A novel on the anxiety and disconnection of post-9/11 America, on the insidiousness of racism, the blind-sidedness of war, and the recklessness thrust on others in the name of love.
In her best-selling story collection, Birds of America ([it] will stand by itself as one of our funniest, most telling anatomies of human love and vulnerability James McManus, front page of The New York Times Book Review), Lorrie Moore wrote about the disconnect between men and women, about the precariousness of women on the edge, and about loneliness and loss.
Now, in her dazzling new novelher first in more than a decadeMoore turns her eye on the anxiety and disconnection of post-9/11 America, on the insidiousness of racism, the blind-sidedness of war, and the recklessness thrust on others in the name of love.
As the United States begins gearing up for war in the Middle East, twenty-year-old Tassie Keltjin, the Midwestern daughter of a gentleman hill farmerhis Keltjin potatoes are justifiably famoushas come to a university town as a college student, her brain on fire with Chaucer, Sylvia Plath, Simone de Beauvoir.
Between semesters, she takes a job as a part-time nanny.
The family she works for seems both mysterious and glamorous to her, and although Tassie had once found children boring, she comes to care for, and to protect, their newly adopted little girl as her own.
As the year unfolds and she is drawn deeper into each of these lives, her own life back home becomes ever more alien to her: her parents are frailer; her brother, aimless and lost in high school, contemplates joining the military. Tassie finds herself becoming more and more the stranger she felt herself to be, and as life and love unravel dramatically, even shockingly, she is forever changed.
This long-awaited new novel by one of the most heralded writers of the past two decades is lyrical, funny, moving, and devastating; Lorrie Moores most ambitious book to datetextured, beguiling, and wise.
The cold came late that fall and the songbirds were caught off guard. By the time the snow and wind began in earnest, too many had been suckered into staying, and instead of flying south, instead of already having flown south, they were huddled in peoples yards, their feathers puffed for some modicum of warmth. I was looking for a job. I was a student and needed babysitting work, and so I would walk from interview to interview in these attractive but wintry neighborhoods, the eerie multitudes of robins pecking at the frozen ground, dun-gray and strickenthough what bird in the best of circumstances does not look a little strickenuntil at last, late in my search, at the end of a week, startlingly, the birds had disappeared. I did not want to think about what had happened to them. Or rather, that is an expressionof politeness, a false promise of delicacyfor in fact I wondered about them all the time: imagining them dead, in stunning heaps in some killing ...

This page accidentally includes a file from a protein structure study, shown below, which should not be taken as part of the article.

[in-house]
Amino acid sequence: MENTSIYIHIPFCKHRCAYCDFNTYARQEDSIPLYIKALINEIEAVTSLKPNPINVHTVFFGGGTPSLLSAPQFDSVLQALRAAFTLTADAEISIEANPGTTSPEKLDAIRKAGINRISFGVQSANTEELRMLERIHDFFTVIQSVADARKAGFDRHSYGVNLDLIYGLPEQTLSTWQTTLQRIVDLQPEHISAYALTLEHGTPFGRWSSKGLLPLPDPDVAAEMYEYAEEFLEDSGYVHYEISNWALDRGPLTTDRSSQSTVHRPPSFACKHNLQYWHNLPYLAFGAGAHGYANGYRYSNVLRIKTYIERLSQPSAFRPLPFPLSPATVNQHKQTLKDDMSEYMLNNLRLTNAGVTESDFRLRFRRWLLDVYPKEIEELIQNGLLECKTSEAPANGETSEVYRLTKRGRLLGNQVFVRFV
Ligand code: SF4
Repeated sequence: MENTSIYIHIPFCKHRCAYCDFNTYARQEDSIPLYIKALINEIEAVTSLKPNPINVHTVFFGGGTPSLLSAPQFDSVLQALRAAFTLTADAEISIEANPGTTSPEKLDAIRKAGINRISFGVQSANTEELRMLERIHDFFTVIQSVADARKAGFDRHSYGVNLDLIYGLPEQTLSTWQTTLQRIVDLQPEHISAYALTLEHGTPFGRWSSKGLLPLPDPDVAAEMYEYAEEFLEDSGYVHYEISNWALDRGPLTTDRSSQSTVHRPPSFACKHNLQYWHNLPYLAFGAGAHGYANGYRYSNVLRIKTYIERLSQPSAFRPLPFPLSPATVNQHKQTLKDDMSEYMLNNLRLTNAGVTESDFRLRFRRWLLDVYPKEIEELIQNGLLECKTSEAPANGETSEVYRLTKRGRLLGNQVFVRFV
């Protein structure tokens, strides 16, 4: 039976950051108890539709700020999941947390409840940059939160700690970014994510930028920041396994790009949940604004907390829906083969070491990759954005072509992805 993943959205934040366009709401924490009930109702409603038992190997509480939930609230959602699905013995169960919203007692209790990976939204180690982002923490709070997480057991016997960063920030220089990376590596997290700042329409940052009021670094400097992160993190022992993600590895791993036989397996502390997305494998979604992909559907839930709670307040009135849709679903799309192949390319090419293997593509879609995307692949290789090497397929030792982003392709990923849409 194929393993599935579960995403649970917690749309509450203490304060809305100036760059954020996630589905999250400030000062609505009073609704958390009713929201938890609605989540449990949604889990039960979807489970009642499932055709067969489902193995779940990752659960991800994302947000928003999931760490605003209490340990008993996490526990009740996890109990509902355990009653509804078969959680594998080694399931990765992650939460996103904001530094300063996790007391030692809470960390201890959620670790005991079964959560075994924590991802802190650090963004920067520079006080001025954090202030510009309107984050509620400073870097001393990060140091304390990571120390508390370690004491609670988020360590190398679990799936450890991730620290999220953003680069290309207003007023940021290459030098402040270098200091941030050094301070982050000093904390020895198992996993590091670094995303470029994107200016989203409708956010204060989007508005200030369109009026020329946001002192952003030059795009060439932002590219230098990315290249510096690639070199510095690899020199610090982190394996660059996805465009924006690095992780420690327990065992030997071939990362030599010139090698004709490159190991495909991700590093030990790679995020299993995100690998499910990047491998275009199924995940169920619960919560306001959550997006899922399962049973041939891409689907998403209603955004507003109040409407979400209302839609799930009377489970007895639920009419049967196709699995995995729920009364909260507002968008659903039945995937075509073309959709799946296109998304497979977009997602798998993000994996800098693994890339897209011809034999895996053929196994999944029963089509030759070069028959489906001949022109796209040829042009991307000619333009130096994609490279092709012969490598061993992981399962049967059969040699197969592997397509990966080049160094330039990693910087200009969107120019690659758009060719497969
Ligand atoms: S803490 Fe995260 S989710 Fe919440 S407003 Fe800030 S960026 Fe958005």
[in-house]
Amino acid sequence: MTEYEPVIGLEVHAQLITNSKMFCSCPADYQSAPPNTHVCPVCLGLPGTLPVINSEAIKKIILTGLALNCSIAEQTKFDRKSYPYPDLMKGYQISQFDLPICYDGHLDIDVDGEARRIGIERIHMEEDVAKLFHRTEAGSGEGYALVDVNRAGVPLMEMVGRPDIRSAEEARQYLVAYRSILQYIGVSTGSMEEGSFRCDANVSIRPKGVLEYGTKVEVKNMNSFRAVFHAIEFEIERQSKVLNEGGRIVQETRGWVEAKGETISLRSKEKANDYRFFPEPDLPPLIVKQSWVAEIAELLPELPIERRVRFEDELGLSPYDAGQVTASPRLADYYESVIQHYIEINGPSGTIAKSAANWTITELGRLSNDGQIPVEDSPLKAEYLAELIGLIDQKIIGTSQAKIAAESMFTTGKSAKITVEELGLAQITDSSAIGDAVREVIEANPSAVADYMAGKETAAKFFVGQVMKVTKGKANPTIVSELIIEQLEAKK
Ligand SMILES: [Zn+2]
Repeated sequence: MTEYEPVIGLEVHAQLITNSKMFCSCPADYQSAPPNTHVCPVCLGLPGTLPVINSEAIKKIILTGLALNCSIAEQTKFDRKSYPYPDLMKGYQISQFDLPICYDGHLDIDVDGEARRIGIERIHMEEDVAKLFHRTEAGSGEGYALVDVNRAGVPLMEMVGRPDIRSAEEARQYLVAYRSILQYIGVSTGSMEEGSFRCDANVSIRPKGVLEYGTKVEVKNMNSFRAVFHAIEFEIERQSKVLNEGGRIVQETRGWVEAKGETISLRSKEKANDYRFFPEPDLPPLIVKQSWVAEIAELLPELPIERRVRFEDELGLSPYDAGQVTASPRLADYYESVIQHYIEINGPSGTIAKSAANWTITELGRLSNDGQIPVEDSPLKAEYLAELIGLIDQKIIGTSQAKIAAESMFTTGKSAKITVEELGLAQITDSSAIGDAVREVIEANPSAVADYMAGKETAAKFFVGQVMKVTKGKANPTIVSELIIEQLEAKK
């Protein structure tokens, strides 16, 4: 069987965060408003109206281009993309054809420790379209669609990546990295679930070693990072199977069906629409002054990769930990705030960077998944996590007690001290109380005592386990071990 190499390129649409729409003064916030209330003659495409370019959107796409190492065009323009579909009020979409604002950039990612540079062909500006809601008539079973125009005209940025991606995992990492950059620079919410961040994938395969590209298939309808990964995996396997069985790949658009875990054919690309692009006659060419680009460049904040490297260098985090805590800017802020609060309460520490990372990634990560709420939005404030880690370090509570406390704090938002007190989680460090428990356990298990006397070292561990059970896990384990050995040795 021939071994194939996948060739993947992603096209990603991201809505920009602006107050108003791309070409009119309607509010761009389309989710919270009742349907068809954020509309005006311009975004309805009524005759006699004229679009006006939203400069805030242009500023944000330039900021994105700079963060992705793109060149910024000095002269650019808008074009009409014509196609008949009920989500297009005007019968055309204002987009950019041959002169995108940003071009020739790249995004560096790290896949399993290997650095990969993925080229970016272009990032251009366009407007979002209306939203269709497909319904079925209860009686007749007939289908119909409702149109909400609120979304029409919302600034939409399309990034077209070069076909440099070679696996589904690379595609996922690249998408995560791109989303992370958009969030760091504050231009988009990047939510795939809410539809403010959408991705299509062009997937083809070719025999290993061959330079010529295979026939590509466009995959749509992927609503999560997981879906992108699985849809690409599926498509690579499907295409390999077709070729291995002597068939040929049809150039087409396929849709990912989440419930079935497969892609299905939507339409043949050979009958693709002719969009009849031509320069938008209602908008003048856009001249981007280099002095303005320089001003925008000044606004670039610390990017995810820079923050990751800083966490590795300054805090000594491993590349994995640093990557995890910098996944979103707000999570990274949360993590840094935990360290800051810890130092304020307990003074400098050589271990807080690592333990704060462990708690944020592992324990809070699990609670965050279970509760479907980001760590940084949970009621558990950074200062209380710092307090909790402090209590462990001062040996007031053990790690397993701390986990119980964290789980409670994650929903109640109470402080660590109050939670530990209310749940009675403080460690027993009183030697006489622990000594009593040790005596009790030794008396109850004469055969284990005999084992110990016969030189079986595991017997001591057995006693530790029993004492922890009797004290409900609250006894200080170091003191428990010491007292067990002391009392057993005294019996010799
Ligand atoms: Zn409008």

It's hard to fight the urge to scrawl "love love love" in red crayon across the page, or to make a beribboned valentine full of sappy verse in lieu of actually reviewing Lorrie Moore's new book. She tops all my lists (top 10 books, top 5 writers, books you'd take to a deserted island), and my copies of her novels and short stories are filled with bookmarked passages, lovingly read over and over again. Is A Gate at the Stairs her best work? No. But it may be the one that finally brings her the readership she deserves.
(Reviewed by Lucia Silva).
If you liked A Gate at the Stairs, try these:
A decade after the publication of Haussmann, or the Distinction, his acclaimed novel about nineteenth-century Paris, Paul La Farge turns his imagination to America at the dawn of the twenty-first century.
A moving depiction of the transformative power of first love, Hamann's first novel follows Eveline Auerbach from her high school years in East Hampton, New York, in the 1970s through her early adulthood in the moneyed, high-pressured Manhattan of the 1980s.
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